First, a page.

Fareed Zakaria: Americans feel very strongly that Ukraine should be supported

Author : Elina Beketova

Respondent : Fareed Zakaria

Source : 112 Ukraine

As long as you stay tough and you continue on the reform path and democratic path you will find there will be more and more support
23:33, 20 September 2017

112 Agency

American journalist, author and host of CNN Fareed Zakaria spoke to the 112 TV Channel's Elina Beketova on the sidelines of the YES meeting that took place in Kyiv on September 15. He speaks of the position of the Ukrainian issue in the West and the most popular topics for discussion connected with Ukraine.

The series of interviews 112 International Insight introduces the viewpoint of influential Western experts, who are the source of a new, fresh point of view, different from the one of the Ukrainian experts, who usually comment on the current situation.

'Of course there was a period when Ukraine was at the top of the news. This is of course when Russia annexed Crimea and the activities in Eastern Ukraine really began. For a few months there was a great deal of interest in Ukraine all over the world and in the United States in particular. What is happen now? I would call it Ukraine fatigue. People have moved on, the have lost interest but I would say there is still strong support in the United States for Ukraine. It is not at the top of American's minds but I think Americans feel very strongly that Ukraine should be supported. So if you look at America today as you know republicans and democrats are very divided, they do not agree on anything but they agree on Ukraine'.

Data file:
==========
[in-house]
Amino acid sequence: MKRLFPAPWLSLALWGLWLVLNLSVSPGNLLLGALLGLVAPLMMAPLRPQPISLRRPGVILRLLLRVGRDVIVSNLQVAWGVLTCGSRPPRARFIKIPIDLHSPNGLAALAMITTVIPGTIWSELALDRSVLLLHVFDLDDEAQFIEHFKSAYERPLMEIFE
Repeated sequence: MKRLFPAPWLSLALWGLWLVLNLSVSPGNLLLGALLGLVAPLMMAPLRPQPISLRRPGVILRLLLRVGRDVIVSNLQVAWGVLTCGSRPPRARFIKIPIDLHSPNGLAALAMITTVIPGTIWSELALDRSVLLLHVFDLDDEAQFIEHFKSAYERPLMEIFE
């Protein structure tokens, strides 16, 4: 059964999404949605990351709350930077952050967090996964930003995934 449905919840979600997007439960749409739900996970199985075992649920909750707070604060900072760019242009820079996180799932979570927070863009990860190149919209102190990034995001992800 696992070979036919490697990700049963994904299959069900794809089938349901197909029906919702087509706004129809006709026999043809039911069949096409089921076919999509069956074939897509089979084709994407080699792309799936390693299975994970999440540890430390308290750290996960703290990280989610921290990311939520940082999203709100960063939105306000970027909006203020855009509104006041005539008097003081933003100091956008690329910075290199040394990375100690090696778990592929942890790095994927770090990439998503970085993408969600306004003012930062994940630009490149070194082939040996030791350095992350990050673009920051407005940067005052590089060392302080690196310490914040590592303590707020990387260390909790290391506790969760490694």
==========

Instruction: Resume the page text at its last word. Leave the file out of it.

Related: YES forum in Ukraine: the participants and topics of discussion

Fareed Zakaria also revealed the way he gives coverage to the issues of Ukraine.

'I cover all international affairs for CNN and my show is the main show on international affairs. So we have done many-many shows on Ukraine. We have had President Poroshenko on. We have had Mister Putin on. I think that our focus now is the degree to which Putin is trying to continue this hybrid war, this clever kind of war that does not look like a war in Ukraine and what that means'.

The American journalist thinks that it is possible to overcome Russian aggression and speaks on the topics that can strengthen Ukraine.

'That is why I call it a hybrid war because it is very clever in that the Russians deny. They say these are locally Ukrainian forces or sometimes they say these are patriotic Russian citizens or sometimes they say these are Russian soldiers but they are on vacation. Of course we know the reality but my point is it becomes harder to do something about because it is done in this ambiguous way and this hidden way. I think at the end of the day the most important thing that President Putin understands is strength, is resolve. If you push back I think he will understand. And as long as the sanctions stay in place and the West stays united and the most important thing is as long Ukraine keeps the reforming and succeeding then it becomes easier to support it. If Ukraine becomes divided, more corrupt and the reform process fails then Europeans will get scared of embracing Ukraine, Americans get scared of embracing Ukraine. But as long as you stay tough and you continue on the reform path and democratic path I think you will find there will be more and more support'.